Sponsored By
An organization or individual has paid for the creation of this work but did not approve or review it.



Minnesotans encouraged to continue routine childhood vaccinations that have declined due to pandemic

Routine vaccinations have decreased because of the pandemic, so Minnesotans are encouraged to bring their children for routine vaccinations to practice good health.

An influenza vaccine is shown how to be injected at Family Practice in Willmar in this February 25, 2020 file photo. Erica Dischino / West Central Tribune

MINNEAPOLIS — Routine vaccinations have declined in Minnesota and across the country because of COVID-19, though it is critical that Minnesotan children are vaccinated in order to practice good health habits.

According to a news release from three medical associations in Minnesota, it is estimated that 70 to 80 percent of Minnesotan children have delayed physician visits, vaccinations and routine treatment because of the pandemic and the associated worry over spending time in medical clinics.

“Minnesota’s physicians strongly urge parents to continue with their children’s routine vaccinations for the health and safety of their children, families and the community,” said Dr. Keith Stelter, Minnesota Medical Association president, in the release.

The Minnesota Medical Association, the Minnesota Chapter of the American Academy of Pediatrics and the Minnesota Academy of Family Physicians in a news release said they strongly believe that all children should be vaccinated, except those who are not able because of medical reasons. High vaccination rates protect communities, particularly vulnerable members such as newborns and those with compromised immune systems.

According to the release, this “community immunity” serves to protect those who cannot be for medical reasons.


Even during this challenging time, medical clinics are able to provide vaccinations in a safe environment.

“Pediatricians and medical clinics are open and prepared to take care of patients and children, provide vaccinations and maintain the recommended schedule of preventive and routine care,” said Dr. Lori DeFrance, president of the Minnesota Chapter of the American Academy of Pediatrics.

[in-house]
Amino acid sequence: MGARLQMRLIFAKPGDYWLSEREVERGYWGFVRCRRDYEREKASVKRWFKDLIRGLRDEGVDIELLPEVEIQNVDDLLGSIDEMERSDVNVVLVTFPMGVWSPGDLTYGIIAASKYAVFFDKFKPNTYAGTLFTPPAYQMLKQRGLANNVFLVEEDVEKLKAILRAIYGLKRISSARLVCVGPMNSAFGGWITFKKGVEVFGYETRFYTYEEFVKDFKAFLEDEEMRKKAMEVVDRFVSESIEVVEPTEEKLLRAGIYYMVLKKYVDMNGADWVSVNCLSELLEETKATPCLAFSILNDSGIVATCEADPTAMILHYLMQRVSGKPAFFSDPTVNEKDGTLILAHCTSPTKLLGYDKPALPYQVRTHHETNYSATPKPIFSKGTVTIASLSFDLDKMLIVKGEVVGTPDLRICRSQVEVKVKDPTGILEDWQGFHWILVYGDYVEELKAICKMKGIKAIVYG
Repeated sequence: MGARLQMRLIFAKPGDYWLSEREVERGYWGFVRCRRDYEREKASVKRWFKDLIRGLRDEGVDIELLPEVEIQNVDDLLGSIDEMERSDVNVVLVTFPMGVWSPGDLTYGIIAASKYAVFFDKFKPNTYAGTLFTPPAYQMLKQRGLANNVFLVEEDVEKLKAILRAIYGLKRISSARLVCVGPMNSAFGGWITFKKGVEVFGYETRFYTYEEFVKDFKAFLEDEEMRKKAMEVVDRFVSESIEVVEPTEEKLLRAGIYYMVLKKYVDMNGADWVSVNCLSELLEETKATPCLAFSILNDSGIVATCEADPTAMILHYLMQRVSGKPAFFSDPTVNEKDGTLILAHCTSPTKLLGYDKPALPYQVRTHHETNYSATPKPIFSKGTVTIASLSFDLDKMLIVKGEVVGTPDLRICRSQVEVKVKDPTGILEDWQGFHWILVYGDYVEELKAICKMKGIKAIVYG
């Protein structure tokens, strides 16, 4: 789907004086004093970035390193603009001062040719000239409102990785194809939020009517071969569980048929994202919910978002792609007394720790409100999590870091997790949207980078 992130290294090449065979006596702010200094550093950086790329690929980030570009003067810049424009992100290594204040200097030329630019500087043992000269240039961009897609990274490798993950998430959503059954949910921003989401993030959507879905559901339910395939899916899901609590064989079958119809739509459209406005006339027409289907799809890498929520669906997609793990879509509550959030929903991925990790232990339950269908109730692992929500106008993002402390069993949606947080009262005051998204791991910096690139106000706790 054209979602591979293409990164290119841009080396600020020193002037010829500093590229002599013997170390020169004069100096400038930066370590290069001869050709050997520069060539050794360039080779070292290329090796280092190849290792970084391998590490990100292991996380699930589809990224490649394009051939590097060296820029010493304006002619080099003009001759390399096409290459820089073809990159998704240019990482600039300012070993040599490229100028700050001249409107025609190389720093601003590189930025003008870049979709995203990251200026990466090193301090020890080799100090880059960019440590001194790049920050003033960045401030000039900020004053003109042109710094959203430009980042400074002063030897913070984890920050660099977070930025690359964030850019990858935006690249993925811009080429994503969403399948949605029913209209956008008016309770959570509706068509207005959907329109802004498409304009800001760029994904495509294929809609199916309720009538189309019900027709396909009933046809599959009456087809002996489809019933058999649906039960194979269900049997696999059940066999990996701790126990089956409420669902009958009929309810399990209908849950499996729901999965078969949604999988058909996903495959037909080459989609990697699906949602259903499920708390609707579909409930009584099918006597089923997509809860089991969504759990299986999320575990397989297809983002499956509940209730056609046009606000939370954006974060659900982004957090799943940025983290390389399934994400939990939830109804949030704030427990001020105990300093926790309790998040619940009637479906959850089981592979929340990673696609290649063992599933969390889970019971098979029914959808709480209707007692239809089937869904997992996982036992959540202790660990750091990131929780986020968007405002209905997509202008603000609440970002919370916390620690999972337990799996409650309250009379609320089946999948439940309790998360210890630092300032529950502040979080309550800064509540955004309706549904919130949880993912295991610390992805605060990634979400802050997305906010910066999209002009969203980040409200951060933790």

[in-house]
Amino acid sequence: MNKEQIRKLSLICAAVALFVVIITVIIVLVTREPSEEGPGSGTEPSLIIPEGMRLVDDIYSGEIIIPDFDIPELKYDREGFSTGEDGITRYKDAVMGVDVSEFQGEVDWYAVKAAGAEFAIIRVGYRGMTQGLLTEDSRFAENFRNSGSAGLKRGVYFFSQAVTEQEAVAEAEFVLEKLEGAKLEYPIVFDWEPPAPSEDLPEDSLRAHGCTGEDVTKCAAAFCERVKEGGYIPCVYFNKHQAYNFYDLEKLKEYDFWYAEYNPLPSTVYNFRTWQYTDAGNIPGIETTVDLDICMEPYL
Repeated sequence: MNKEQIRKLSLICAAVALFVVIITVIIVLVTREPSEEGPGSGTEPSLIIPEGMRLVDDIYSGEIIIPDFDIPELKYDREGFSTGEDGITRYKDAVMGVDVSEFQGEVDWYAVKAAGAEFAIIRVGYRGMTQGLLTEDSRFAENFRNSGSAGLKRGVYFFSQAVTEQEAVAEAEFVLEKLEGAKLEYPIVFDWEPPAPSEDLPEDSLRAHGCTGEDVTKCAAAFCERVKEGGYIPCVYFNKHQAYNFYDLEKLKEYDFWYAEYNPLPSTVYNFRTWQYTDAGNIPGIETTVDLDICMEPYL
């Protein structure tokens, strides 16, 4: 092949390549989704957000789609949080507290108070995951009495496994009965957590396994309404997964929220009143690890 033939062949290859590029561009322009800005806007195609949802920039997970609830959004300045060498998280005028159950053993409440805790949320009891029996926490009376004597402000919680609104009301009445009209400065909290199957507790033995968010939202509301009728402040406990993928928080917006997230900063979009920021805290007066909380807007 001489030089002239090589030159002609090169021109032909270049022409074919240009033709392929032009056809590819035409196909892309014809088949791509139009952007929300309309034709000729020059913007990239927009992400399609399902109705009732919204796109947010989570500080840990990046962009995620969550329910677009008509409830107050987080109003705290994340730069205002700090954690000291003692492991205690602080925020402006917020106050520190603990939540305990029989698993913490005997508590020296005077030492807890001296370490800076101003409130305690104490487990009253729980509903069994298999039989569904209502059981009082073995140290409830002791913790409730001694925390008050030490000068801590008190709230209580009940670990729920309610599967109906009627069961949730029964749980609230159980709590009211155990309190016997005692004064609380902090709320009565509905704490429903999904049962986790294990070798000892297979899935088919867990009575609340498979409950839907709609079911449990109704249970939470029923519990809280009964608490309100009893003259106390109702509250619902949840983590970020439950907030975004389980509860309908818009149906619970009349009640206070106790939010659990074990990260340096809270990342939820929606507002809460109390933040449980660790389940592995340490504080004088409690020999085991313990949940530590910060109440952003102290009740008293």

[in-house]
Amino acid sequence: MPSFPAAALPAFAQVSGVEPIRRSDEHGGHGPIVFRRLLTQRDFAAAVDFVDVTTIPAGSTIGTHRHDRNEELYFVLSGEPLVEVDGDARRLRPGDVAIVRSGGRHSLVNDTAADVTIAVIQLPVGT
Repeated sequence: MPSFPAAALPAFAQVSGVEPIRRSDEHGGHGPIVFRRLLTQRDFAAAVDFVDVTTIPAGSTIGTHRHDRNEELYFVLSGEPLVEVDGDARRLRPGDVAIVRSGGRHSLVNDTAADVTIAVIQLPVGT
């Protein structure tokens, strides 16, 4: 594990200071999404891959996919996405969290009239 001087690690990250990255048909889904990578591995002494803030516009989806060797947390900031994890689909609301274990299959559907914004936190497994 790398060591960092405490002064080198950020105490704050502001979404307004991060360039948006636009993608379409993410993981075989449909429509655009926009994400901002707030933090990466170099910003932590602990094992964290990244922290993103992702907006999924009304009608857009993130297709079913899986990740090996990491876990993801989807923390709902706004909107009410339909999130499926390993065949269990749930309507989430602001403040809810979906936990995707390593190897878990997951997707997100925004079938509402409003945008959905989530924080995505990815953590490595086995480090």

Under current Minnesota law, children must be vaccinated in order to attend public school, unless exempted by parents' personal beliefs.

“I know the COVID-19 pandemic has a lot of patients nervous, but now is not the time to stop getting important vaccinations,” said Dr. Renee Crichlow, Minnesota Academy of Family Physicians president.

The Minnesota Medical Association is a professional association representing more than 10,000 physicians, residents and medical students. The Minnesota Chapter of the American Academy of Pediatrics represents more than 1,000 pediatricians, pediatric providers, and pediatric trainees and the Minnesota Academy of Family Physicians is the largest medical specialty organization in Minnesota, representing more than 3,100 family physicians, family medicine residents and medical students.

Related Topics: HEALTH NEWS
What To Read Next
Crisis pregnancy centers received almost $3 million in taxpayer funds in 2022. Soon, sharing only medically accurate information could be a prerequisite for funding.
Support groups, clinics and health classes are published weekly on Wednesdays. Email submissions to news@wctrib.com by 10 a.m. at least a week in advance.
COVID-19 isn't gone in Minnesota, but hospitalizations and deaths are lower in the latest state update. About 120 fewer people were in hospitals this week than in the week before.
Members Only
Chris Nelson of Moorhead wanted to die as a child because he felt miserable. It took him years to find out why he couldn't keep food down and maintain weight.